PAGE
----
Just like Google said, “the all around champ is back.” Of course we’re talking about the Nexus 5X. With a big 5.2-inch screen, an excellent camera, dual front-facing speakers, improved battery life and more, this smartphone delivers an awesome overall Android experience for under $400. This is our LG Nexus 5X review.
It’s the successor to arguably the most popular Nexus smartphone ever released, and those are pretty big shoes to fill. So how did it do? Pretty good actually. While the Nexus 5X has a few flaws, and isn’t as good as the Nexus 6P, Google’s flagship smartphone, for $379 on the Google Store it’s hard to beat and below we’ll explain why.
A lot of excellent phones are available for under $400 these days, but Google’s Nexus 5X is one of the best. It has features most budget phones can’t deliver, like a fingerprint scanner or dual front-facing speakers, runs the latest Android 6.0 Marshmallow, and has an excellent camera. That said, there are a few compromises that come along with that low price tag.
The Nexus 5X might not have a huge screen with Quad-HD resolution or the latest 8-core processor, but not everyone needs or wants that. Google learned this last year with the whale-sized Nexus 6. This year Google released two phones: the budget-friendly Nexus 5X and the Nexus 6P. The Nexus 5X will please all the original Nexus 5 fans. The big Nexus 6P is doing a great job taking on the Galaxy Note 5 or iPhone 6s Plus.
The Nexus 5X sits somewhere in the middle. It’s perfect for those that want everything an Android smartphone can offer yet don’t want to spend $700 to get it. Below we’ll go over all the details and what buyers need to know about it.
What We Like:
- Smaller 5.2-inch screen that’s easy to use with one hand
- Nexus Imprint (Fingerprint Scanner)
- Great Camera
- Low Price Tag
What We Don’t Like:
- Display could be better
- Average battery life (at best)
- Feels somewhat cheap
- Laggy performance
We had high hopes for the Nexus 5X. It has all the makings for an excellent smartphone, and for the most part it delivers. At the same time, the performance issues we’ll mention below, average battery life, and frequent stutters with the camera all have us waiting for an update from Google.
At the end of the day though, the Nexus 5X is a solid phone for the price users are paying. Buyers will get a pretty great camera, one of the best fingerprint scanners on any smartphone, pure stock Android 6.0 Marshmallow with the promise of quick updates, and it works on any and all carriers in the United States. With that in mind, unless Google can fix a few issues with battery life and the camera, it’s hard to recommend over the Moto X Pure Edition. We’d even suggest users spend a little extra on the 32GB Nexus 6P for only $499.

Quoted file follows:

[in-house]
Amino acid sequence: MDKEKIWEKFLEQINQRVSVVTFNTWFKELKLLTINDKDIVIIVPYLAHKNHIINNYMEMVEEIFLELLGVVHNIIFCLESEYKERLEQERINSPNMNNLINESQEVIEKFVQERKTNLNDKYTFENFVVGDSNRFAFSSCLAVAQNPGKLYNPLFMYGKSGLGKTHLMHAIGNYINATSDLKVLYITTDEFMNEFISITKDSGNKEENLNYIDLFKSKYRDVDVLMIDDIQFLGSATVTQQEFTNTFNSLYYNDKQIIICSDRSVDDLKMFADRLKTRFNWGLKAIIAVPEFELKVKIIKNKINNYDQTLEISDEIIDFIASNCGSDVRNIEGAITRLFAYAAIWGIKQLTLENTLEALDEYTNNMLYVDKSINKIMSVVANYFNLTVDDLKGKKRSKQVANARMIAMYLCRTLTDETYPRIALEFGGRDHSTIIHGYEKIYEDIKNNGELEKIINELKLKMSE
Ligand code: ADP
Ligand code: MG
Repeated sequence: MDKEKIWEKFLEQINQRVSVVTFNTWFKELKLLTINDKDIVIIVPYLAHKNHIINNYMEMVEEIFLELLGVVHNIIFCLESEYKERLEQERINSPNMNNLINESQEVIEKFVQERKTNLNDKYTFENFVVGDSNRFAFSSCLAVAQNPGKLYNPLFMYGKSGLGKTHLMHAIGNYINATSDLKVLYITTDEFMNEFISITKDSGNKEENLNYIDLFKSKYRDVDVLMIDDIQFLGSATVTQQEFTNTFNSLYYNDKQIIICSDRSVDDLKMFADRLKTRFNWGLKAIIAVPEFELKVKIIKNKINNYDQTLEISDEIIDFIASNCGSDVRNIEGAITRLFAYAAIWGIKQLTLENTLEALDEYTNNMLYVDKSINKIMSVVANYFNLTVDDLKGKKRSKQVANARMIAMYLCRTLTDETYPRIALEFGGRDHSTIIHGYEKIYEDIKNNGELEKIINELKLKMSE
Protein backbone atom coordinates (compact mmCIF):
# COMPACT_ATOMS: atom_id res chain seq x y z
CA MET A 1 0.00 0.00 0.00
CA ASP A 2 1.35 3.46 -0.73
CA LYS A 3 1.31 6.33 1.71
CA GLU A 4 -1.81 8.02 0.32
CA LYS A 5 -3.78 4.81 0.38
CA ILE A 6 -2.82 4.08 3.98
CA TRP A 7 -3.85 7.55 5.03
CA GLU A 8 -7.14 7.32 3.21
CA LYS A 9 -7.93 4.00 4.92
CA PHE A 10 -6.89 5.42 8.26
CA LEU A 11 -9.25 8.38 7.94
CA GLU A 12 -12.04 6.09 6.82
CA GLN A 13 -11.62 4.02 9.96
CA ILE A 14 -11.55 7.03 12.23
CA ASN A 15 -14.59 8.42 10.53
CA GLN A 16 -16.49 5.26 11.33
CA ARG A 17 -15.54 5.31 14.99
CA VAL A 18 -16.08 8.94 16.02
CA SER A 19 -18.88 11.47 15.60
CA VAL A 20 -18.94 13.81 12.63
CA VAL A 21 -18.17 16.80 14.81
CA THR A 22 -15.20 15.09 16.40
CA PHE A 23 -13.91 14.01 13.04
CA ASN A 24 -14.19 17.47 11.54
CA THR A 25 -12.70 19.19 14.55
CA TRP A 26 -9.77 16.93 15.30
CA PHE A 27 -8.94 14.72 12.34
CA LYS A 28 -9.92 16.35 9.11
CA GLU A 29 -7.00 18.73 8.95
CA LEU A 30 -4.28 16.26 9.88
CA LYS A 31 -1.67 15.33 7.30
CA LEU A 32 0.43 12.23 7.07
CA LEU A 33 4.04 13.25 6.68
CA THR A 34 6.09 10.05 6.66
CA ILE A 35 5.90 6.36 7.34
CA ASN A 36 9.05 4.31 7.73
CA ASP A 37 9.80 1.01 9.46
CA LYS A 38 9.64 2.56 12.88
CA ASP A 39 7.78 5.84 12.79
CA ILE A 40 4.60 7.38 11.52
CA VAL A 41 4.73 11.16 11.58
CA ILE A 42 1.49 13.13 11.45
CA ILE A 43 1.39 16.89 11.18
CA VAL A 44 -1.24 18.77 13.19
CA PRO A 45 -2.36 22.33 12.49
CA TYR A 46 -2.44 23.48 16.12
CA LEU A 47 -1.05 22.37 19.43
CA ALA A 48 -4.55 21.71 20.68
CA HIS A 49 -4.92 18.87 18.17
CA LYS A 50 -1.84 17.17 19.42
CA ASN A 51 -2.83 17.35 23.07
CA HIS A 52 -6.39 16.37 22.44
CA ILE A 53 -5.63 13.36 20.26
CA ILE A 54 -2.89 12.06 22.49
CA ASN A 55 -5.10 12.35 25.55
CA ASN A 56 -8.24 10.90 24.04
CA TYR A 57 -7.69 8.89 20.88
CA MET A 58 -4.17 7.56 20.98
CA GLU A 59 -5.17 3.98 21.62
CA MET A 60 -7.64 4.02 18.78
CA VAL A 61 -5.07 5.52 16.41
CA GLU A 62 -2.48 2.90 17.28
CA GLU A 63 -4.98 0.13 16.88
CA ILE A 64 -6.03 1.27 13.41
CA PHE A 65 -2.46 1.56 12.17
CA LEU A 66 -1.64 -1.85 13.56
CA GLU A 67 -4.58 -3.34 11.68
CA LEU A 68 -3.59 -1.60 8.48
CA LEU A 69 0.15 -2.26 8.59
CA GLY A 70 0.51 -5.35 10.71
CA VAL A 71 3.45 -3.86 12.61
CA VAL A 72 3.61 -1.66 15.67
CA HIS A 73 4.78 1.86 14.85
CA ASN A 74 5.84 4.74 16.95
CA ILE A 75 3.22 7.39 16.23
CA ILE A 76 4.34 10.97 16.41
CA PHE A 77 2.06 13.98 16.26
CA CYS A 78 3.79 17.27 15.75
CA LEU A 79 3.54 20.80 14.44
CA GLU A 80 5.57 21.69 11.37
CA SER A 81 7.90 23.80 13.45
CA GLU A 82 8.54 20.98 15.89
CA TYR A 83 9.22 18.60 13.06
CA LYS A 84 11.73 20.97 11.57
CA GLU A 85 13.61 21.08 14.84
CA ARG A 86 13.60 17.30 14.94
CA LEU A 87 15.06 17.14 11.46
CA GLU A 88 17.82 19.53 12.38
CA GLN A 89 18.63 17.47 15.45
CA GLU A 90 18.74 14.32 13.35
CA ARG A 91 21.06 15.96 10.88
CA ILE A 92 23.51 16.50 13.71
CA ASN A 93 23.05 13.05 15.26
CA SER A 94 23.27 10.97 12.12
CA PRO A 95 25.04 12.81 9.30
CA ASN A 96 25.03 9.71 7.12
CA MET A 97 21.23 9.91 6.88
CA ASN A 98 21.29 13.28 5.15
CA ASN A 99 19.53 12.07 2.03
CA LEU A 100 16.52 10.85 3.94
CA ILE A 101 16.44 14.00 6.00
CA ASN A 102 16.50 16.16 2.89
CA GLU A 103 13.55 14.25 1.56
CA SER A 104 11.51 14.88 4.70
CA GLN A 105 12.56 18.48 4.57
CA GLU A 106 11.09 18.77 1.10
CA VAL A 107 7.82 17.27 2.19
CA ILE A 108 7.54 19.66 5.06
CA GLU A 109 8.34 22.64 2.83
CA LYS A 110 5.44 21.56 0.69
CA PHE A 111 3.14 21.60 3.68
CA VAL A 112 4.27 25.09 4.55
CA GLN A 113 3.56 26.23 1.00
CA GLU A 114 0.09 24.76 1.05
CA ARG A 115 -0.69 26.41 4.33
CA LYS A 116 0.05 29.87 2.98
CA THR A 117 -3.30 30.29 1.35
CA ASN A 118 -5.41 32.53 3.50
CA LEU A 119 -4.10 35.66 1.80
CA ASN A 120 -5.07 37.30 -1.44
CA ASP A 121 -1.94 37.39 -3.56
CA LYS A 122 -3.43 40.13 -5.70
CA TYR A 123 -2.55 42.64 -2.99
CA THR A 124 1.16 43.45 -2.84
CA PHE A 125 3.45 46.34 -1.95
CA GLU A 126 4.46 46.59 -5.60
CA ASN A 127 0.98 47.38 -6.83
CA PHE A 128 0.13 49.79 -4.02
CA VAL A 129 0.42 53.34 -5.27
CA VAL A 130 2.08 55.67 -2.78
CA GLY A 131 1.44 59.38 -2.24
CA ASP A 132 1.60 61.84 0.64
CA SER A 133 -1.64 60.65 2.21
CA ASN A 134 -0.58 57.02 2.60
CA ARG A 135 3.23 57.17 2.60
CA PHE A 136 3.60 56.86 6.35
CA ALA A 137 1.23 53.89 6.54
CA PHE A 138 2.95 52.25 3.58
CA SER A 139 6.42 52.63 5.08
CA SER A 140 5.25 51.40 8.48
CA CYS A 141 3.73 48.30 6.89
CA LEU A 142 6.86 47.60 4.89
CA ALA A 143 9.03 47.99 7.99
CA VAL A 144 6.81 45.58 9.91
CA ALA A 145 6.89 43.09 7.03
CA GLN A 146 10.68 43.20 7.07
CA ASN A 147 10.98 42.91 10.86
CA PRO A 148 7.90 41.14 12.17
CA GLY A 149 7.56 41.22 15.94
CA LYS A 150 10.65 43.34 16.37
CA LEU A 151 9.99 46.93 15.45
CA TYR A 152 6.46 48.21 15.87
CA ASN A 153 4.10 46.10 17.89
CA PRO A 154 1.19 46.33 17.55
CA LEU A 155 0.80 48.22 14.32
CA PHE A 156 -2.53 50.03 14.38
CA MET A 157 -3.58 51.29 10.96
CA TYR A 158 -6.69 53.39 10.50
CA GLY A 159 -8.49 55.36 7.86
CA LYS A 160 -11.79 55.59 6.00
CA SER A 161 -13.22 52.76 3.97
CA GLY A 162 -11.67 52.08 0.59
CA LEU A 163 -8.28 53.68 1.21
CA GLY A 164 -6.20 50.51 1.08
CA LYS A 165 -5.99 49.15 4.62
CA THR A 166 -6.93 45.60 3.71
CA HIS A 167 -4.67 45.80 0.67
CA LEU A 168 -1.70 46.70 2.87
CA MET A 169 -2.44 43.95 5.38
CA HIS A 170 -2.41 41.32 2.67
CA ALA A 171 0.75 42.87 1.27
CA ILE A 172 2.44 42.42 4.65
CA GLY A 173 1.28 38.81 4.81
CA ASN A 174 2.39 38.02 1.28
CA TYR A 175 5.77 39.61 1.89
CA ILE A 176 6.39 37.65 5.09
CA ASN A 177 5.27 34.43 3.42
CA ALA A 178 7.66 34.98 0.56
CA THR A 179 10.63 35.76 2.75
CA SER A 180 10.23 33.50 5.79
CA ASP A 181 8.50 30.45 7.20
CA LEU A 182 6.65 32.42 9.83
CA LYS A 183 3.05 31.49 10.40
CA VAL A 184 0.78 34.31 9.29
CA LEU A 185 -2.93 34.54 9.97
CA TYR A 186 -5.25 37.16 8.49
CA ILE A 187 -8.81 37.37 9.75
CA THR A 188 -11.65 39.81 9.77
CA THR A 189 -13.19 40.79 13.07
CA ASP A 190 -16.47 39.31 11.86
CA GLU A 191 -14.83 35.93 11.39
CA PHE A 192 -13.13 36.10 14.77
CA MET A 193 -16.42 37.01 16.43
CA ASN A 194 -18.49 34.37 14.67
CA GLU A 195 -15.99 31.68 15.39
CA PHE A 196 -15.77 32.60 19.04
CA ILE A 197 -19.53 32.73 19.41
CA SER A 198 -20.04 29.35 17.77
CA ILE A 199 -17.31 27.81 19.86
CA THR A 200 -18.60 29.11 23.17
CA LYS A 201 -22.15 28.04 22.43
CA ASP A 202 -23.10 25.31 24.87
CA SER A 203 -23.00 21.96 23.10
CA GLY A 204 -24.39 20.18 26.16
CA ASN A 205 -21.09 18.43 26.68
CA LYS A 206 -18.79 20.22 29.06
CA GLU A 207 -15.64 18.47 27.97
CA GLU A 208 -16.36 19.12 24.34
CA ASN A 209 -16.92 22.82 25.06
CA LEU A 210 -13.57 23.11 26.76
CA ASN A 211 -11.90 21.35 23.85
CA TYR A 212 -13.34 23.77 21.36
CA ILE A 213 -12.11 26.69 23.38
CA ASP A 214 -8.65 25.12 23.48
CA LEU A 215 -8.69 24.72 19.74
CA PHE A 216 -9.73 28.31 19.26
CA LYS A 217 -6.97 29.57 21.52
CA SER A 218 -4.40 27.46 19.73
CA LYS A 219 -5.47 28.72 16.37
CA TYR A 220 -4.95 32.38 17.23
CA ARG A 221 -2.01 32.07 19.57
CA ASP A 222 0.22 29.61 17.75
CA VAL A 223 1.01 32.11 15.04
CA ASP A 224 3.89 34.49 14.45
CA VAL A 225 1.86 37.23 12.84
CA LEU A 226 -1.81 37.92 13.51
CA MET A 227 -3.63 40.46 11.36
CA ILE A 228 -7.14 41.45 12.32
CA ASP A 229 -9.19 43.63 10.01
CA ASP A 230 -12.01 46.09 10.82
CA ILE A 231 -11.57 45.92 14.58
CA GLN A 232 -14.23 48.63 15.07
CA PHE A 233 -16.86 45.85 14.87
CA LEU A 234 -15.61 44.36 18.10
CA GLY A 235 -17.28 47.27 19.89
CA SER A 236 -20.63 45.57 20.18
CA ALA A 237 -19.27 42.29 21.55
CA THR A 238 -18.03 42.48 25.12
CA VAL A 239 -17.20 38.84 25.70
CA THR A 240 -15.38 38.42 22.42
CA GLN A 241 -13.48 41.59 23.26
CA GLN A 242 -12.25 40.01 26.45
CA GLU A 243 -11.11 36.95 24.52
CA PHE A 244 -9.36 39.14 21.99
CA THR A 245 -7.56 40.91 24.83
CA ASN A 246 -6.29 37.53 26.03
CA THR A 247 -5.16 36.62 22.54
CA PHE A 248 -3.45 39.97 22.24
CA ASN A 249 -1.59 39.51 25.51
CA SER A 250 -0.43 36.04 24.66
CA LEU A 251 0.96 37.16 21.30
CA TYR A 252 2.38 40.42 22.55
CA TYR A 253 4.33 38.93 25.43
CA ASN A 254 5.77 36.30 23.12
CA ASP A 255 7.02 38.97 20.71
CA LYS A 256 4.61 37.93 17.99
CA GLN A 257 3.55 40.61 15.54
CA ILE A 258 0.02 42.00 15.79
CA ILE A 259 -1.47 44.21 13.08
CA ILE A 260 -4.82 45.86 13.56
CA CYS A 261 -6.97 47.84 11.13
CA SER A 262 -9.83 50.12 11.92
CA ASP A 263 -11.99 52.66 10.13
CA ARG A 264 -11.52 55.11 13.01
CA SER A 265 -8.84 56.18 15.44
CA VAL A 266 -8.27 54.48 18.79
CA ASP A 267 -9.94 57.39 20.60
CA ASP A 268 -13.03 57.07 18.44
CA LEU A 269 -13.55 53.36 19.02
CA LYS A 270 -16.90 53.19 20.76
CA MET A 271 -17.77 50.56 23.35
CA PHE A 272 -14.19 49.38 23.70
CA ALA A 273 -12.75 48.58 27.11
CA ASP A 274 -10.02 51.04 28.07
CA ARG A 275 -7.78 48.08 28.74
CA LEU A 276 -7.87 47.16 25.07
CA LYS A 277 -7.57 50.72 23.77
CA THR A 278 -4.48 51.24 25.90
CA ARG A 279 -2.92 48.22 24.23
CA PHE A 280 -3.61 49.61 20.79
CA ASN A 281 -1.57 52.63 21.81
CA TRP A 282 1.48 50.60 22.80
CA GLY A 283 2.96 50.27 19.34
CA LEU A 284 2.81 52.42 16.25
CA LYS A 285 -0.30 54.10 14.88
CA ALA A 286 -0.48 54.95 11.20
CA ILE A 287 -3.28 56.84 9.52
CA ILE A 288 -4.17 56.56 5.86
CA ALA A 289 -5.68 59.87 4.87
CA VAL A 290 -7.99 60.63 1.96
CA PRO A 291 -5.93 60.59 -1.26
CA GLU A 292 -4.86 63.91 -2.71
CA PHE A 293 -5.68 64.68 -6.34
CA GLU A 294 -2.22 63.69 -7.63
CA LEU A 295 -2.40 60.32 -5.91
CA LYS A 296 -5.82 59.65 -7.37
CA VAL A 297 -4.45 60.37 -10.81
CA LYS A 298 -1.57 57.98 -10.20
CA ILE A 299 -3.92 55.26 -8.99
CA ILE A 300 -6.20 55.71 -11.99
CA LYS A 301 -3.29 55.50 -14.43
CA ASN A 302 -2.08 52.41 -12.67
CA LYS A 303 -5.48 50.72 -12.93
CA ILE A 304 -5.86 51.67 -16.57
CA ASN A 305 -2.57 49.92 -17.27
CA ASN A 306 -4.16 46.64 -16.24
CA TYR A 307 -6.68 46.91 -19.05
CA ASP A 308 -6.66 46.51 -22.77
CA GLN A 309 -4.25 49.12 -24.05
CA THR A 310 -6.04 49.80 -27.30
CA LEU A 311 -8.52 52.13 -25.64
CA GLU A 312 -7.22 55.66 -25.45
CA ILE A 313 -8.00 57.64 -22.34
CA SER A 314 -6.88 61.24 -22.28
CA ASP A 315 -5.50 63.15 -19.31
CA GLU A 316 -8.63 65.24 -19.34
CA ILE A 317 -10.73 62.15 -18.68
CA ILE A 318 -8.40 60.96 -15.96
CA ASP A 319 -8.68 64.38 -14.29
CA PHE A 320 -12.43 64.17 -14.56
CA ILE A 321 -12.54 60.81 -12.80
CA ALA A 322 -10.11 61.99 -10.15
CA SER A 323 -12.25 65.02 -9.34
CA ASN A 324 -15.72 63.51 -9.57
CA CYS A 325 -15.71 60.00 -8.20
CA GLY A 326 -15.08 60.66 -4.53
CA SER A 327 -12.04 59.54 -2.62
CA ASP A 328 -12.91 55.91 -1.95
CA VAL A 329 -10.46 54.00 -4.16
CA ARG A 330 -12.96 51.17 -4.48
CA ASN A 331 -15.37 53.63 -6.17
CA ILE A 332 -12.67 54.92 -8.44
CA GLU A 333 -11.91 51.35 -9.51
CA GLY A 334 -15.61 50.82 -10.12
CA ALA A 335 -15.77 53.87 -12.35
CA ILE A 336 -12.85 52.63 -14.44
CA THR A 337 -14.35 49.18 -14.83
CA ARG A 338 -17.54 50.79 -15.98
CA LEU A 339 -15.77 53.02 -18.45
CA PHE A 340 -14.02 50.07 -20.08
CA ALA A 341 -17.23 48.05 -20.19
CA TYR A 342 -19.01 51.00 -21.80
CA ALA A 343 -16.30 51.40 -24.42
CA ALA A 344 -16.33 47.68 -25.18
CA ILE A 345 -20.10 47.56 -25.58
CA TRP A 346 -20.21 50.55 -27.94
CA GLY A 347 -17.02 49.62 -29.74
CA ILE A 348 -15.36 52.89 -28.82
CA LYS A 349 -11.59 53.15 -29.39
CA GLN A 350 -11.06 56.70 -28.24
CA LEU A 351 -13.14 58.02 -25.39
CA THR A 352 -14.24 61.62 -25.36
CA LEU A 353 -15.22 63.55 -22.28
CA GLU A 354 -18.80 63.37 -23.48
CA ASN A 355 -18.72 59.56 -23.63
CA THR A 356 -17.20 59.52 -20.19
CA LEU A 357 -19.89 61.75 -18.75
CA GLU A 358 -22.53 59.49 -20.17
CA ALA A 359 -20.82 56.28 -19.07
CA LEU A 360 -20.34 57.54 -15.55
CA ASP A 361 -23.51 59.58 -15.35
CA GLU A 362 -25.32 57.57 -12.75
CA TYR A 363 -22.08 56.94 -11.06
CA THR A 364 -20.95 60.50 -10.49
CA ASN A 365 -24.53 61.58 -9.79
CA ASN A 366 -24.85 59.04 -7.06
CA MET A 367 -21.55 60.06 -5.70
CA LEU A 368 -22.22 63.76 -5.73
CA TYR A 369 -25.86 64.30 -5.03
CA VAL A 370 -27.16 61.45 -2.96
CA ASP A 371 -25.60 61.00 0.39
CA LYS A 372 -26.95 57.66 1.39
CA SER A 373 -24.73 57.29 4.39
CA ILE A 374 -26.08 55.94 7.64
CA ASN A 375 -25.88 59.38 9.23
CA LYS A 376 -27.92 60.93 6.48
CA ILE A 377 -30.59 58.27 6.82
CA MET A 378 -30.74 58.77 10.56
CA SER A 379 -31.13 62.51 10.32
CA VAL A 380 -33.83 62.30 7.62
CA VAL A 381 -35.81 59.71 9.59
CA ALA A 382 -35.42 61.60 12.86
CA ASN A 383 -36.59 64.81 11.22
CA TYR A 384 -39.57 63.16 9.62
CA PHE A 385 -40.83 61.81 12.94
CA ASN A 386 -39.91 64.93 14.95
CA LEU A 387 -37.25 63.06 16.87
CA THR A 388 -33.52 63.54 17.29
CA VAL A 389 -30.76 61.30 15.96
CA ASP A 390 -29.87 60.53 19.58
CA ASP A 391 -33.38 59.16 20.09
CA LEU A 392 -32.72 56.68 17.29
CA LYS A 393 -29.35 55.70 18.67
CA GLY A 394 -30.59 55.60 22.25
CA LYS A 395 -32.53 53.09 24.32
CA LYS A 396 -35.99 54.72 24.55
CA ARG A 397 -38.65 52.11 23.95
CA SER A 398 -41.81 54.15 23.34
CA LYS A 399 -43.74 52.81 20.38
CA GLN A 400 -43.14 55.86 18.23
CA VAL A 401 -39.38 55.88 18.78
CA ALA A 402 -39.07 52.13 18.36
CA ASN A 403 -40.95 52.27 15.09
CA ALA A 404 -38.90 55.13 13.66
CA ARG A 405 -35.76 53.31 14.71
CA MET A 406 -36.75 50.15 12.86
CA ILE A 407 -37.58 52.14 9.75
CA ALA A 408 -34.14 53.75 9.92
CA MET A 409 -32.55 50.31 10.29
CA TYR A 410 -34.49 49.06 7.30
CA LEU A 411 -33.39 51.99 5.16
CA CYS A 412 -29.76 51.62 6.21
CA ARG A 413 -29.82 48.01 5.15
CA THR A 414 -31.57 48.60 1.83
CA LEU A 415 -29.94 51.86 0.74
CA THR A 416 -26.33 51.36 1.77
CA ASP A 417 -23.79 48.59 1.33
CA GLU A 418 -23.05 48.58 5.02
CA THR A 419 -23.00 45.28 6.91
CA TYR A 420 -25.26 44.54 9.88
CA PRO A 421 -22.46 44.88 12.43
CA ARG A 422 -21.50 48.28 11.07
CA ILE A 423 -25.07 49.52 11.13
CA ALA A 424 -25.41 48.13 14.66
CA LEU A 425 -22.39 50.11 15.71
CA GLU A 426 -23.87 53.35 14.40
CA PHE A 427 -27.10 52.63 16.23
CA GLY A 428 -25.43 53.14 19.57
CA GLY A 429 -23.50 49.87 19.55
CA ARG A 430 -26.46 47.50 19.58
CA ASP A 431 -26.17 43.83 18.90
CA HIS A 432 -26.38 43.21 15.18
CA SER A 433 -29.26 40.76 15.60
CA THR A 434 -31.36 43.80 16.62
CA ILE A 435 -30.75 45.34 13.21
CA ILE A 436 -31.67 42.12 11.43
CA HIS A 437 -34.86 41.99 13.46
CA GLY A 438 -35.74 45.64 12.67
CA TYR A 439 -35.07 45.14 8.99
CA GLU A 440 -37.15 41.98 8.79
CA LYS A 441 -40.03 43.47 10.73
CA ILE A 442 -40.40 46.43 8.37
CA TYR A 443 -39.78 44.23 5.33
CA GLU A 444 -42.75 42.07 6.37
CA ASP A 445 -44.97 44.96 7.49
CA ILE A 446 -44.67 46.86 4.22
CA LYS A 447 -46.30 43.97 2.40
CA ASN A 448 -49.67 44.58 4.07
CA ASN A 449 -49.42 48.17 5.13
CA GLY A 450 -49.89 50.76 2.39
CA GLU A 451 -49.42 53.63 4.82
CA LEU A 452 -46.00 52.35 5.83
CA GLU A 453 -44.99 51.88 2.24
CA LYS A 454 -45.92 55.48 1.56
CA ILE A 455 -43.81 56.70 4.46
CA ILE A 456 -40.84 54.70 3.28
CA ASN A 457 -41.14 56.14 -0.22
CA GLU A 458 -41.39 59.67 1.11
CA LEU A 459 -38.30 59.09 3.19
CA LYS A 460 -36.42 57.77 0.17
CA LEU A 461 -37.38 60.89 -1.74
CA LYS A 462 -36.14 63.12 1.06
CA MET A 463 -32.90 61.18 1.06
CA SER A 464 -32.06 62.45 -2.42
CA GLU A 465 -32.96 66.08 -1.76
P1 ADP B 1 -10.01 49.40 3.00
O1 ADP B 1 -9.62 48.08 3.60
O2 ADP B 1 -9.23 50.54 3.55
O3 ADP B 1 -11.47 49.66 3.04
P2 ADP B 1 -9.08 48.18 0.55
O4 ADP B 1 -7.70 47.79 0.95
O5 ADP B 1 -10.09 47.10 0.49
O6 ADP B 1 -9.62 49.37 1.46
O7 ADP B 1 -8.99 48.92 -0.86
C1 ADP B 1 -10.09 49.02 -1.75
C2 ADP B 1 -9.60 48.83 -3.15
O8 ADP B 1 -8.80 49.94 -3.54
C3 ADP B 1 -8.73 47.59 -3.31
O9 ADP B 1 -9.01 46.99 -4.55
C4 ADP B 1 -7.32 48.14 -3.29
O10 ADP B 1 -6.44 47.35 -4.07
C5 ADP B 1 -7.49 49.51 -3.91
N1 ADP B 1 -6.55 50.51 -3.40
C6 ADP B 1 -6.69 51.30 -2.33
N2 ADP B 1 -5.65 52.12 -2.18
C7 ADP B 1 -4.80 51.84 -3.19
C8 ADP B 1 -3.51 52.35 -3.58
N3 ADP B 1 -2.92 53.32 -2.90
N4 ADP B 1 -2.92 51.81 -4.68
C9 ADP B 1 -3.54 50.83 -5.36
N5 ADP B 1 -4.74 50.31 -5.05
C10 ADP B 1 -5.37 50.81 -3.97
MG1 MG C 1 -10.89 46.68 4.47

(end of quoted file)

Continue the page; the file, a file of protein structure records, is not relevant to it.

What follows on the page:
Nexus 5X Display
The Nexus 5X is a well-rounded and pretty great phone. However, the display is one of the weakest links, but that’s typically the case with smartphones at this price point. It’s also worth mentioning that most buyers will absolutely love it, and will only notice a difference when it’s sitting next to the Nexus 6P, Galaxy Note 5, or other more expensive smartphones.
This year Google increased the Nexus 5X screen to 5.2-inches, rather than 5-inches on the original Nexus 5, and kept the same 1920 x 1080p HD resolution LCD display. It’s big enough to satisfy buyers’ needs, and is great for gaming or browsing the web, but it’s clear that this is a budget display.
The high resolution means that pixels are crisp and clear, so no matter what users do, it looks good. It’s only when compared to other phones that the difference be noticeable.
For $379, the screen on the Nexus 5X is fine. It looks good, gets pretty bright, has decent viewing angles and comes with a full 1080p HD resolution. It’s also small enough to use with one hand. At the same time, sitting next to the Nexus 6P it’s really no match. The colors are downright boring and a little washed out, it doesn’t get nearly as bright, and viewing angles are average at best. We even noticed a slight brownish tint to whites, which is odd.
Of course the vibrant colors of an AMOLED display will always outdo an LCD panel, but not everyone likes the bright colors of Samsung’s AMOLED screens either. So it’s kind of a toss up. On one hand it looks good, but when compared to others, not so much. Below is a comparison of the blue Clock app on the Nexus 6P compared to the Nexus 5X. The Nexus 6P looks vivid, bright, alive and blue, while the Nexus 5X looks almost dull and purple. The image below doesn’t capture the color difference, but the blue looks washed out and purple in real life on the Nexus 5X.
It’s not a bad screen, but it’s not a very good one either. It’s what you should expect when paying $379.
Nexus 5X Design